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tics, and new chicanery and deceits in ordinary everyday life they appear a clever race, a crooked race-and they glory in it. They glory in their vulgarity, their "high heritage of Hellenic culture,” their damned language, their manifold and récherché immoralities and their innate Byzantine cruelties.

"But," say some, "this vicious city type of Greek is not characteristic. Go to the country! Seek out the peasant!"

The country Greek is a peasant, of a rather indolent type. The strenuous careers of goat-herd, olive or vine tender and petty trader attract him. He showed himself as cruel and rapacious, and massacred as nastily as any other Balkan or Turkish race, when the Greek troops occupied Smyrna in May, 1919. He has one excellent quality. Although immoral to a fault, the Greek has a family life that is remarkably pure. As with the French, the family is the recognized unit of the social organization.

So then the Greek pass by, shouting, greedy, intransigeant.

A witty French once said: "Le philhéllénisme, c'est une maladie que se guerit en place" ("Greece is the place where one is cured of fondness for the Greeks"). "'Tis well put-and awfully true.

The Greek, too, is a "métec" of the "métecs," and, I presume, glories in it.

Our next character is the Ottoman Jew, but we need not dwell long on him, as we are already acquainted with the Jewish type. A Jew is a Jew the world over. Personally we will find the keen independence and the genial acquisitiveness of the Constantinople Jew a type rather preferable to the astute avarice of the Armenian and the vulgar money-grubbing of the Greek. He is more natural, more likable and much more manly. He is unquestionably a "métec," but doesn't much care.

And now the stage darkens, the stage thunder booms ominously and loud hisses from the Armenians, Greeks and other interested parties rend the air. We of the gallery lean forward, for we feel that the villain of the piece approaches.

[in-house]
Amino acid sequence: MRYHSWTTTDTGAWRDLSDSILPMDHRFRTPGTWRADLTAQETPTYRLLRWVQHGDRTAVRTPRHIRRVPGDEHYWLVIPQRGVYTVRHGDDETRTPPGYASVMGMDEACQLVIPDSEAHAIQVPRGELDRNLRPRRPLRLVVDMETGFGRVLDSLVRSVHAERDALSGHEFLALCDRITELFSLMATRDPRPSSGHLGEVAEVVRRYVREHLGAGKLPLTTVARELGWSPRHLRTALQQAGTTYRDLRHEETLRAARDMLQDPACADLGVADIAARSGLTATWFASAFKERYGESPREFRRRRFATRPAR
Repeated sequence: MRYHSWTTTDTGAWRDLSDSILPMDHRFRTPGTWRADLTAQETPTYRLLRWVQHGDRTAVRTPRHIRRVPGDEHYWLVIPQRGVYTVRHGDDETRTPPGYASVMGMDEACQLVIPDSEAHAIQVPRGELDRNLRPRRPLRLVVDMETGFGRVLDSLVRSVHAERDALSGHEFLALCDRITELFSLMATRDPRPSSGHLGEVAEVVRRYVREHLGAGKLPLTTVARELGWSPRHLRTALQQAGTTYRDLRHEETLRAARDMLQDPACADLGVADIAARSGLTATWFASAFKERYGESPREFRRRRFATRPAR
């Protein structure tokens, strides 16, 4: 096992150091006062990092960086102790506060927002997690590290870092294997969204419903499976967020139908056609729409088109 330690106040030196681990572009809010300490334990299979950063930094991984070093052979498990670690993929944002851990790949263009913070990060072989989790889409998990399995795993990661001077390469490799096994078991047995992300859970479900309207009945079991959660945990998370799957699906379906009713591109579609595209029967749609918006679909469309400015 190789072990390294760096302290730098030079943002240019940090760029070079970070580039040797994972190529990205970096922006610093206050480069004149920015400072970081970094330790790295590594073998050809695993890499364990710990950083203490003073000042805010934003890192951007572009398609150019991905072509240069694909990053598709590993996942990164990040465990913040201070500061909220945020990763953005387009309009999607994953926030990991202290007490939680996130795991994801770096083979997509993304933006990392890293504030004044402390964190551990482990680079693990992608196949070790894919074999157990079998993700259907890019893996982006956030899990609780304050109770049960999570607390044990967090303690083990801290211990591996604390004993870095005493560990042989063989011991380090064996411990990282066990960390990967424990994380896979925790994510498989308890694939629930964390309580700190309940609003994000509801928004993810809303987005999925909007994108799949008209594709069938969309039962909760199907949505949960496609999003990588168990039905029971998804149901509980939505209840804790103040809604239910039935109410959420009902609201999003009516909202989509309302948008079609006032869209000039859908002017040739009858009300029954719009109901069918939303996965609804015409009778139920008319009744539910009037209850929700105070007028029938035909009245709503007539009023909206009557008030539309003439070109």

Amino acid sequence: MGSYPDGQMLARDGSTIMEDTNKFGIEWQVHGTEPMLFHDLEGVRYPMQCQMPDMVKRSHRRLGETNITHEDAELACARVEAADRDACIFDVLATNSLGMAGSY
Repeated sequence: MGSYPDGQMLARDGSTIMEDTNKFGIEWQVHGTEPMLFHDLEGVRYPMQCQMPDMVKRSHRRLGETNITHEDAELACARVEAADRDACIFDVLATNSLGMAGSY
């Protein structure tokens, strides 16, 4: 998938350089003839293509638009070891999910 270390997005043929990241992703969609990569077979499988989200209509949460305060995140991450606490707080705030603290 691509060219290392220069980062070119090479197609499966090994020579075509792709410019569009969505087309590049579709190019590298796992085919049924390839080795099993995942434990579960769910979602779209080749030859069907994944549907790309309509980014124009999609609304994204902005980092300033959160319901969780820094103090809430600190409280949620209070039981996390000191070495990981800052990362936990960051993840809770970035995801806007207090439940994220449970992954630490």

A bowed figure enters, clad in a battered red fez and nondescript robes, a snow-white beard flows to his breast. He appears a bit stupefied by the chorus of vilification and threats that arise from all around him. It is the Turk.

He weeps. He remarks that he is a good Mussulman with a great big heart, that he is misunderstood, that the massacres weren't meant in a harsh spirit, etc., etc., etc. We feel a little disgust—for it is all so transparent.


The Turk, as a race, is simple, honest, hospitable and courageThe Turk, as an individual, possesses the barbarian virtues and is not naturally intolerant. But he also possesses the barbarian vices: he is cruel, callous to suffering, highly unmoral and objective. He is the product of the East and West, uniting in him some of the good qualities of the Oriental and all the bad qualities of the European. He is not as bad as his foes represent and believe him, nor is he as good as his friends and he, himself, declare. And so it nauseates us a bit to hear the Turks, whose hands are wet with blood, sob with pity for himself, when the Greeks and Armenians massacre the Moslems and vilify those whom he formerly oppressed. But at the same time it does not exonerate the Greeks and Armenians. They are all alike in certain fundamentals and massacre is one of them.